The original schedule for completing an environmental review of a proposed coal terminal at Cherry Point was overly optimistic, and Whatcom County officials are preparing a new contract that will continue the work until mid-2016.
The target date for completion of the detailed review, called a draft environmental impact statement, was June 30, 2015, according to the cover letter to the original contract authorizing the review, signed Feb. 27, 2014.
The new contract, expected to be signed around the time the original expires at the end of next month, likely will give the hired consultant CH2M Hill and more than a dozen subcontractors another 13 months to finish the review, said Tyler Schroeder, the county executive’s special projects manager.
The original contract assumed the two coal-terminal applicants — SSA Marine and BNSF Railway, which would build additional rail to accommodate the coal trains — would provide all requested information within the first month. Some of that information is only coming together now. Other information was never provided, particularly by BNSF.
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“The delay on the project has been multifaceted. It is a very complex project,” Schroeder said.
Part of the reason for the delay, according to SSA Marine senior executive Bob Watters, was that his company submitted a new site plan to reduce wetlands impacts.
Also, a subcontractor needed to be replaced, which led to an air-quality study originally planned for summer 2014 to be moved to this summer, Watters said.
“In general, it has taken additional time for technical experts to determine the appropriate scope and methodology for the numerous, unprecedented state-required studies associated with this project,” Watters said in a prepared statement on Friday, March 20.
As information trickled in to CH2M Hill — or didn’t come at all — the government agencies overseeing the environmental review began to realize the work wouldn’t get done this year. The state Department of Ecology has been saying publicly at least since December that the review wouldn’t be done until 2016.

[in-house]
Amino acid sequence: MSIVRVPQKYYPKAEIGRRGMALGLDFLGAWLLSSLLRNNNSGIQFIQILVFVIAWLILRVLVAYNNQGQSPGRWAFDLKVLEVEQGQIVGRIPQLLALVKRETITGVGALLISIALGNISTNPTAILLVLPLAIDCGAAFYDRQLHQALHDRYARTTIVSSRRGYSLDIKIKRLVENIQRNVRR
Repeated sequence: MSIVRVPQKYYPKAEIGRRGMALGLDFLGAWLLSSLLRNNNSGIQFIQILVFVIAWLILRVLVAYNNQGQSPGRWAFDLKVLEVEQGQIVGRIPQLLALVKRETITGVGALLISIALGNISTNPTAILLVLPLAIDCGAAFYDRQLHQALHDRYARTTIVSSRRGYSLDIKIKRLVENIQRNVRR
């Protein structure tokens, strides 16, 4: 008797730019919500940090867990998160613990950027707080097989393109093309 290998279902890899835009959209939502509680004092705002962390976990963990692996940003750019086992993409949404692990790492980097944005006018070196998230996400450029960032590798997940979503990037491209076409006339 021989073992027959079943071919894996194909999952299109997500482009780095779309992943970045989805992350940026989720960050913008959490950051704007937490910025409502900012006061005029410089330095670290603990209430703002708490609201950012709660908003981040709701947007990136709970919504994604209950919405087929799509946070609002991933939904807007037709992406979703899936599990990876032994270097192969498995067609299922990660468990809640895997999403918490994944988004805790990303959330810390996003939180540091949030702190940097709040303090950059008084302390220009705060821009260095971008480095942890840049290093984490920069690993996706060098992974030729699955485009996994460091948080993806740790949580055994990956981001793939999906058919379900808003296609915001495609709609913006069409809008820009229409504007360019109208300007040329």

“As of right now, we’re still aiming for spring of next year,” Ecology project manager Alice Kelly said on Friday, March 20.
One study by the county and state is intended to show how up to 18 additional coal trains per day — nine loaded and headed to the terminal, and nine empties returning to mines in Montana and Wyoming — would affect rail traffic statewide.
That study was delayed in part because BNSF declined to give current traffic information, claiming it was proprietary, Kelly said.
“BNSF wasn’t required to provide statewide rail data. We went ahead with our own analysis,” Kelly said.
BNSF recommended that the state and county use the Washington State Rail Plan as a basis for information on rail traffic, BNSF spokeswoman Courtney Wallace said on Friday, March 20, in an email to The Bellingham Herald.
The rail plan discusses how close certain rail lines are to full capacity but does not go into more specific detail about traffic flows.
Consultants and government officials also are just now figuring out how to conduct the air-quality study along railroad tracks to provide information on the air pollution caused by the coal trains.
“In the original contract, we just didn’t know enough about how to design this study,” Kelly said. SSA Marine and BNSF were telling government agencies they wanted to use existing air quality data rather than conduct an original study, Schroeder has said.
The new contract for the next 13 months or so will include the air study, an offshore habitat survey, and models of greenhouse gases released by burning coal. It may not be the last contract.
“There’s so many moving pieces to pull it all together. If everything works and everything falls into place, we can meet that (mid-2016 deadline),” Kelly said. “It is an optimistic timeline.”
The extra year of work will add about $2 million to the cost of the environmental impact study, Schroeder said. The contract for the first year was for $7.3 million, paid by SSA Marine and BNSF. The applicants were charged $3.3 million for environmental review work done through Jan. 30.
The two applicants also paid $1.9 million for an earlier “scoping” study to determine how wide-ranging the impact study should be.